The lowly worm

Dear Khortney,

I was wondering if you've heard of invasive earthworms. Should I prepare? Should I expect them in my house? Please advise. That, and more, that I'll ask in person.

~A Librarian

Dear Madame Librarian,

Oh, the beloved earthworm. Everyone loves them, until they feel unloved, at which point they go eat them. I prefer chocolate eclairs, but that's just me.

Yes, add earthworms to the list that includes starlings, bullfrogs, and domestic cats as invaders that wreak havoc on the environment. There are at least 5 native genera of worms in this state, but many, many more non-natives.  There isn't too much study of the earthworm because, well, I guess birds are more colorful.  We know way more about the avians than the annelids.

We ecologist types are sort of sweet on the late holocene, and want everything to stay as it was approximately 400 ish yars ago, before European immigrants arrived.  We confuse ourselves with this, because we also think Darwin was one of the greatest contributers to science of all time.  I know, it's complicated, but the gist is, we believe in evolution, but don't really want to see change in ecosystems.  I'm one of those people, so let's just skip ahead (or back, if you will), to the earthworm.  Wait, let's not skip just yet.  It's rapid change that's troubling. 

The earthworms came to this country as illegal immigrants; in Arizona they need to carry papers with them at all times.  Worms snuck in with plants, people, and soil from other lands, mostly Europe.  Earthworms were used as ballast in boats crossing the ocean blue.  Okay, the soil was used as the ballast, and the earthworms snuck in, much like the Vietnamese Boat People.  Fishermen are thought to be culprits in the Worm Invasion too, because they take worms out fishing for the day, and if the worms don't catch anything, they throw them on the ground

The biggest impact of the invasive worm is happening in the Great Lakes Region, where the little guys chomp through the leaf litter quickly (in 4 weeks rather than the typical 4 years it would take for the leaves to decompose without the little wormies.)  This eliminates vital habitat for small shrubs and the little herby plants that we all love so well, like wild ginger and trillium.  The mystery that I can't solve here is this:  in Minnesota, they say they have no native earthworms, due to the glaciers.  But we do claim native earthworms here in Washington, so maybe we're just more about the holocene than those Minnesotans.  By the way, Minnesota's state motto is, L’√Čtoile du Nord ; Wikipedia says means "We hate mountains," which just goes to show you that you can't always trust an encyclopedia that any random person can edit.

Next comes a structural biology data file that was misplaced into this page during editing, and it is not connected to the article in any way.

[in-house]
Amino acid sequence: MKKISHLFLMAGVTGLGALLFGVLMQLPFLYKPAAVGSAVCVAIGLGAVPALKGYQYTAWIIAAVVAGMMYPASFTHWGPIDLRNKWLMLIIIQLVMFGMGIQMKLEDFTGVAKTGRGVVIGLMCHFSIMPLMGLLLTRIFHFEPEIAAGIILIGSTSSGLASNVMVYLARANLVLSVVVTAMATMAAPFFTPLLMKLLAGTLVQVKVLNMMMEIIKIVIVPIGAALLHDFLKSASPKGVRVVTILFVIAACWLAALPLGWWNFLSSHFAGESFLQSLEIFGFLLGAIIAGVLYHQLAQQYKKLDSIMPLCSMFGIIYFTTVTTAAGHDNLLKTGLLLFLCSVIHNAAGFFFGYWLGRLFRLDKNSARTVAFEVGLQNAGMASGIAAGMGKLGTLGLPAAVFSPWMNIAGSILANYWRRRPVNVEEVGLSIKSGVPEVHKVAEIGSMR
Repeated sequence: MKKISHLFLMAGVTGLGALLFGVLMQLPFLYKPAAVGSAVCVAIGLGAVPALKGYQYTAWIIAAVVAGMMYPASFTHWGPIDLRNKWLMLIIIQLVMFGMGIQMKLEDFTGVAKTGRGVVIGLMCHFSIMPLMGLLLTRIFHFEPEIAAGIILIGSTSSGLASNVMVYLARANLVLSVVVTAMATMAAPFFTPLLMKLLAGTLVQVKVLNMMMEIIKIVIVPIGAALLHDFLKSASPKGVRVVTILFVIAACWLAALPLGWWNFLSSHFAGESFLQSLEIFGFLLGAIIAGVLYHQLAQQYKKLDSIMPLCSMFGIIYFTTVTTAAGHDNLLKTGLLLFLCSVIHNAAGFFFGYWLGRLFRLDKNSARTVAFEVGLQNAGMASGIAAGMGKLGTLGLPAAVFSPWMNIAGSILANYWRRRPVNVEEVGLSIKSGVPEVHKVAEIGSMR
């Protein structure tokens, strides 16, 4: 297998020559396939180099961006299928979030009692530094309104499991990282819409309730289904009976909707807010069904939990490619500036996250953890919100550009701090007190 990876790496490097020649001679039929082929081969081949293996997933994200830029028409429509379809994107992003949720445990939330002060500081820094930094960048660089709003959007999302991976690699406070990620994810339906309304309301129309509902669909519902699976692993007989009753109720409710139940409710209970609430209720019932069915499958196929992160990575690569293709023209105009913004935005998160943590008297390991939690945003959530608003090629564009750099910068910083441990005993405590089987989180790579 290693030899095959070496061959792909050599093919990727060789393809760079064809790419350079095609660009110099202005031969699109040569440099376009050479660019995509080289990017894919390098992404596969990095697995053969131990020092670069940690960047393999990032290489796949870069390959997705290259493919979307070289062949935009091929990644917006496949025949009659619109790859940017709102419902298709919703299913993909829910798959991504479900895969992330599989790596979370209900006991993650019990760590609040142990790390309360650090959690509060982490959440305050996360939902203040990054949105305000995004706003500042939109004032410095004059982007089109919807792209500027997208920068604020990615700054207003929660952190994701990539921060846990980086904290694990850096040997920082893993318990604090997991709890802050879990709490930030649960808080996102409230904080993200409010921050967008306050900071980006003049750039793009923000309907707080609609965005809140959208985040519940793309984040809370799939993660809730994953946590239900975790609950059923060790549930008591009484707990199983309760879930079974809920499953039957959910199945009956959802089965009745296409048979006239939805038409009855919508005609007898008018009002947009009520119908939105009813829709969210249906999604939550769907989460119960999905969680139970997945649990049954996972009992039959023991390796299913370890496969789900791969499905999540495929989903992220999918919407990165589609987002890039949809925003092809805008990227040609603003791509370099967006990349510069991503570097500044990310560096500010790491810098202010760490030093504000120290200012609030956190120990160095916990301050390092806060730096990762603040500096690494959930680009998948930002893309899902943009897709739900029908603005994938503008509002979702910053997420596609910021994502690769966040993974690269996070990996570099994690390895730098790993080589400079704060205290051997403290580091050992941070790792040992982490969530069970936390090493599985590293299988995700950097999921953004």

The point of all this, Madame Librarian, is that yes, you should prepare.  You should make a team, seal off your doors, and learn worm grunting to distract them from the invasion.  Sure, I'd love to be on your team, thanks for asking. 

I hope I've even come a tiny bit close to answering your questions.


P.S.  In the juvenile literature section, I was able to find a book with science fair projects involving earthworms.  I know!!  I can hardly wait, and if all goes well with the worm grunting, I'll be writing more about that.


  1. Bob the Builder has an excellent show involving worm grunting - you should check it out!


  2. I judged a high school science fair last week and one of the projects was about the effects of fertilizer on earthworms. This high schooler found out that the earthworms that lived in the soil that was fertilized grew five times a big as the "normal" unfertlized worms, and that the fertilized worms adopted a blue color... werid.

  3. Oh, definitely will check out Bob the Builder, c. And Leah, that is an excellent idea for a project. Creating giant worms!

  4. to say nothing of the giant palouse earthworm....try grunting for those suckers! (really Meg said this but she's apparently sending from Vicki's computer)

  5. Well I think during the holocene there were some shelves left untouched, and some of the shelves were even low enough elevation to lifeboat our other favorites like the Doug Fir into this current ecosystem, so maybe the worms were there too...


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